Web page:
NephroPlus@Chennai

Whenever I go for the first time to any of our dialysis centers, I am filled with a sense of apprehension. How would the staff react to me? How would the patients react? Chennai was very pleasant on both counts. The staff were really thrilled to meet me! They had seen very few patients who had survived so long and were very motivated with my talk to them about the NephroPlus philosophy and culture. The patients I interacted with were quite surprised that I was actually on dialysis. They asked me a lot of questions they had. I answered some of them and suggested that they ask their nephrologist about some of the medical ones.



One thing I see in NephroPlus centers is that the patients love the staff. Many of them have dialysis centers close to their homes but they still travel long distances because they like our staff so much that they cannot think of leaving them and going elsewhere!

When you see patients feeling happy when they come for dialysis, laughing and chatting with the staff, you feel a sense of warmth in you. When patients commend you for changing the unit and providing many conveniences that makes life much simpler for them, you feel a sense of unbound happiness. This is really what dialysis should be like. Something you do not really have to dread, something you are comfortable with. I can never do anything else for a living after this!

A Gourmand's Delight

Chennai is a place I love for its food. The rice idlis made here are like nowhere else. Luckily for me, our dialysis center, the hotel I was staying in and my favorite eating joint - Murugan Idli Shop were all very close to each other. I went there for all my meals! Why go anywhere else? I got to sample the idlis (of course), the vada, the uttapam, the mini meal and the full meal over the course of four different meals.

The idlis really are something else. I have yet to eat a rice idli that is better than this. The vada is also really excellent. Most times in the past, I have had only 'tiffins' - or snacks like idli, vada etc. This time I got to try the mini meal and the full meal as well. The mini meal was good.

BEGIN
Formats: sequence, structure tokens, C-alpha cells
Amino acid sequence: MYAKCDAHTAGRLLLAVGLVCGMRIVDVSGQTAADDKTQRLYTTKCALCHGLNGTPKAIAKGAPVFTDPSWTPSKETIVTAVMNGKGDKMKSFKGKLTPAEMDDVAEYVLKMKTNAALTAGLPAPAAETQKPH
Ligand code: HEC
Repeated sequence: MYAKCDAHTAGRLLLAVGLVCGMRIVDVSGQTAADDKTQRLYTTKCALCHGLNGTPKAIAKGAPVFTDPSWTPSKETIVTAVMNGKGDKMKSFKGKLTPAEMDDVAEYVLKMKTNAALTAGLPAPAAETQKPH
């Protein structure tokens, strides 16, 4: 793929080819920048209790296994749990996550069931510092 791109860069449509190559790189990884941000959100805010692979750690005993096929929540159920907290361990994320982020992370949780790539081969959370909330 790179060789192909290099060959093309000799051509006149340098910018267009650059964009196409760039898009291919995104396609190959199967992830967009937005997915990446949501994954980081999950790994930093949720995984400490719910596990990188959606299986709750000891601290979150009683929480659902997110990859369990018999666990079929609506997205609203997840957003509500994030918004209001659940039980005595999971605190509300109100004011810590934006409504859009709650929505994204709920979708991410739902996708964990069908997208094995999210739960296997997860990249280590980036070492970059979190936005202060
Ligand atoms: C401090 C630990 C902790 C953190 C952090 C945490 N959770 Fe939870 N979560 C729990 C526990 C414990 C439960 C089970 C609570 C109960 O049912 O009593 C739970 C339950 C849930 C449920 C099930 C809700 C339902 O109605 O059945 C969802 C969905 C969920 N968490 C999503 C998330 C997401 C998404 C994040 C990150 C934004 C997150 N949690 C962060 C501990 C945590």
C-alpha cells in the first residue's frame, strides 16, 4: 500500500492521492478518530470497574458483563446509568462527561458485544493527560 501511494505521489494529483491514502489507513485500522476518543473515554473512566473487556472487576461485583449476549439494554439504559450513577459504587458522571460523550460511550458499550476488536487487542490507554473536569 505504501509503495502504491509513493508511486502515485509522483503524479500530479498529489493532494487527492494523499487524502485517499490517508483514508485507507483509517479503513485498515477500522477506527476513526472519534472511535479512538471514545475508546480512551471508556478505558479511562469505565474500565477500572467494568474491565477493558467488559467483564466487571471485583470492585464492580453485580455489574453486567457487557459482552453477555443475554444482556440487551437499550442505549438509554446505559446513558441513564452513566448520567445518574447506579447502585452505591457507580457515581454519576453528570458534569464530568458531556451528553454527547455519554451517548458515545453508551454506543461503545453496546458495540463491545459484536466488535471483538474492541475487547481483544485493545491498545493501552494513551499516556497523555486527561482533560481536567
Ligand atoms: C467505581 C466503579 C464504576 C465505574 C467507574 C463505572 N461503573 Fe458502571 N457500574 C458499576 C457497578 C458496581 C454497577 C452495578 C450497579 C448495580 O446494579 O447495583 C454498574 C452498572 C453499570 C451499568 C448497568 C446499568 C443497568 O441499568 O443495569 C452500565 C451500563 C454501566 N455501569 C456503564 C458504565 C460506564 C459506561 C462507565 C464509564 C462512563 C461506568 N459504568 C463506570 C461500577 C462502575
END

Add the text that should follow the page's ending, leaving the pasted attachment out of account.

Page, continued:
The full meal was a revelation however! They serve a bowl of steamed rice and then one by one, a waiter comes along with various accompaniments - each better than the other! The only trouble was I was totally uninitiated. I had no clue on how many such accompaniments were there and did not know how to plan my meal to make sure I did justice to all! This was definitely one of the best 'South Indian Meals' (that's singular btw!) I have ever had!



Jigarthanda!

Staying with Murugan, as I walked into the outlet serving the meals, my eye caught a small little section at the mouth of the outlet that was serving some delicious looking drink called the 'Jigarthanda'! This means something that cools the liver! I promised myself the treat on my way out.

It was a difficult task given the sumptuousness of the meal itself. But no meal can fill a dialysis patient enough to say no to a good looking drink! Trust me on this!

I ordered the Jigarthanda and relished every drop of it. The sweltering Chennai afternoon made my task much easier. I could actually feel my whole body (including the jigar, of course) become real thanda!

Wednesday, April 10, 2013

Heating water in an electric kettle versus on the gas stove

I have a cup of Darjeeling tea every morning. I make it by heating water in an electric kettle and then pouring it into a bowl which has the tea leaves and let it brew for five minutes before I pour it out into a cup and add sugar.

For the past few weeks, there is a power cut in our area every morning from 6 to 7:30 which means that the electric kettle cannot be used. I have started heating the water on the gas stove in the kitchen instead.

There is one startling difference in using this method to heat the water. When I used the electric kettle to heat the water and poured the water into the tea leaves, at the end of five minutes the tea leaves would still mostly be at the bottom of the bowl. However. when I heat the water using the gas stove, after pouring the water into the tea leaves, at the end of five minutes, the tea leaves are all over the water - right from the top of the water to the bottom!